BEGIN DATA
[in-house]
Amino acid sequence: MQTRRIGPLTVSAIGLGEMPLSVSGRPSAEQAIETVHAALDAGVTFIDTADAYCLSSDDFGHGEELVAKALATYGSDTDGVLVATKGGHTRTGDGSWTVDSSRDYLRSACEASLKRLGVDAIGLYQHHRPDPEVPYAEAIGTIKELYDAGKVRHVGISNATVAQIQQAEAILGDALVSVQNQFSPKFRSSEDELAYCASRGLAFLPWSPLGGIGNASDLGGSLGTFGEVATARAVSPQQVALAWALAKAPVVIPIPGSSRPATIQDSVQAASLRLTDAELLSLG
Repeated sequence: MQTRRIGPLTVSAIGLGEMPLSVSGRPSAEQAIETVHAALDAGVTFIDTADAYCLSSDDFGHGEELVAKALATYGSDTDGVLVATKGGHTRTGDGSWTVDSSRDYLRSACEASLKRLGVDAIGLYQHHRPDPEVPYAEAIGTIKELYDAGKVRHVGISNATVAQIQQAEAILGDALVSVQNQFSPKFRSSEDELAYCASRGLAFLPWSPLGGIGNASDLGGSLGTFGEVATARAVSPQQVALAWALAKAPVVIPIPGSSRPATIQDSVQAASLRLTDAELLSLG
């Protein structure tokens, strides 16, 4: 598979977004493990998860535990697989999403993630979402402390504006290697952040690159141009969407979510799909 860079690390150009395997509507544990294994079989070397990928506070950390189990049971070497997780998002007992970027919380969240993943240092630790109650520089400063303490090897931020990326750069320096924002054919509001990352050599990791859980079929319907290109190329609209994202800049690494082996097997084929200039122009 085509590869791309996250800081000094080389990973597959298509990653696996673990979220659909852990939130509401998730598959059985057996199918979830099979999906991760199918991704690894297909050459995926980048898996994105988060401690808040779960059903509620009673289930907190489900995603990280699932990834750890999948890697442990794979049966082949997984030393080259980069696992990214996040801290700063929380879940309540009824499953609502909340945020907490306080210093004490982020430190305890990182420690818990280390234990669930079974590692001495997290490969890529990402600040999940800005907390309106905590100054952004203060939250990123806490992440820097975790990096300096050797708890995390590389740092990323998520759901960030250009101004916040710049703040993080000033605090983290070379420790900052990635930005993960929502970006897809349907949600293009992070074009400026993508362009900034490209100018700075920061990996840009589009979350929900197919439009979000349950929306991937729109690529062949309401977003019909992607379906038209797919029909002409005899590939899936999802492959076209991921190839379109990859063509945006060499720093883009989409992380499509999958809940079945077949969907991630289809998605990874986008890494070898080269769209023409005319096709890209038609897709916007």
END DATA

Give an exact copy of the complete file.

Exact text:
[in-house]
Amino acid sequence: MQTRRIGPLTVSAIGLGEMPLSVSGRPSAEQAIETVHAALDAGVTFIDTADAYCLSSDDFGHGEELVAKALATYGSDTDGVLVATKGGHTRTGDGSWTVDSSRDYLRSACEASLKRLGVDAIGLYQHHRPDPEVPYAEAIGTIKELYDAGKVRHVGISNATVAQIQQAEAILGDALVSVQNQFSPKFRSSEDELAYCASRGLAFLPWSPLGGIGNASDLGGSLGTFGEVATARAVSPQQVALAWALAKAPVVIPIPGSSRPATIQDSVQAASLRLTDAELLSLG
Repeated sequence: MQTRRIGPLTVSAIGLGEMPLSVSGRPSAEQAIETVHAALDAGVTFIDTADAYCLSSDDFGHGEELVAKALATYGSDTDGVLVATKGGHTRTGDGSWTVDSSRDYLRSACEASLKRLGVDAIGLYQHHRPDPEVPYAEAIGTIKELYDAGKVRHVGISNATVAQIQQAEAILGDALVSVQNQFSPKFRSSEDELAYCASRGLAFLPWSPLGGIGNASDLGGSLGTFGEVATARAVSPQQVALAWALAKAPVVIPIPGSSRPATIQDSVQAASLRLTDAELLSLG
């Protein structure tokens, strides 16, 4: 598979977004493990998860535990697989999403993630979402402390504006290697952040690159141009969407979510799909 860079690390150009395997509507544990294994079989070397990928506070950390189990049971070497997780998002007992970027919380969240993943240092630790109650520089400063303490090897931020990326750069320096924002054919509001990352050599990791859980079929319907290109190329609209994202800049690494082996097997084929200039122009 085509590869791309996250800081000094080389990973597959298509990653696996673990979220659909852990939130509401998730598959059985057996199918979830099979999906991760199918991704690894297909050459995926980048898996994105988060401690808040779960059903509620009673289930907190489900995603990280699932990834750890999948890697442990794979049966082949997984030393080259980069696992990214996040801290700063929380879940309540009824499953609502909340945020907490306080210093004490982020430190305890990182420690818990280390234990669930079974590692001495997290490969890529990402600040999940800005907390309106905590100054952004203060939250990123806490992440820097975790990096300096050797708890995390590389740092990323998520759901960030250009101004916040710049703040993080000033605090983290070379420790900052990635930005993960929502970006897809349907949600293009992070074009400026993508362009900034490209100018700075920061990996840009589009979350929900197919439009979000349950929306991937729109690529062949309401977003019909992607379906038209797919029909002409005899590939899936999802492959076209991921190839379109990859063509945006060499720093883009989409992380499509999958809940079945077949969907991630289809998605990874986008890494070898080269769209023409005319096709890209038609897709916007």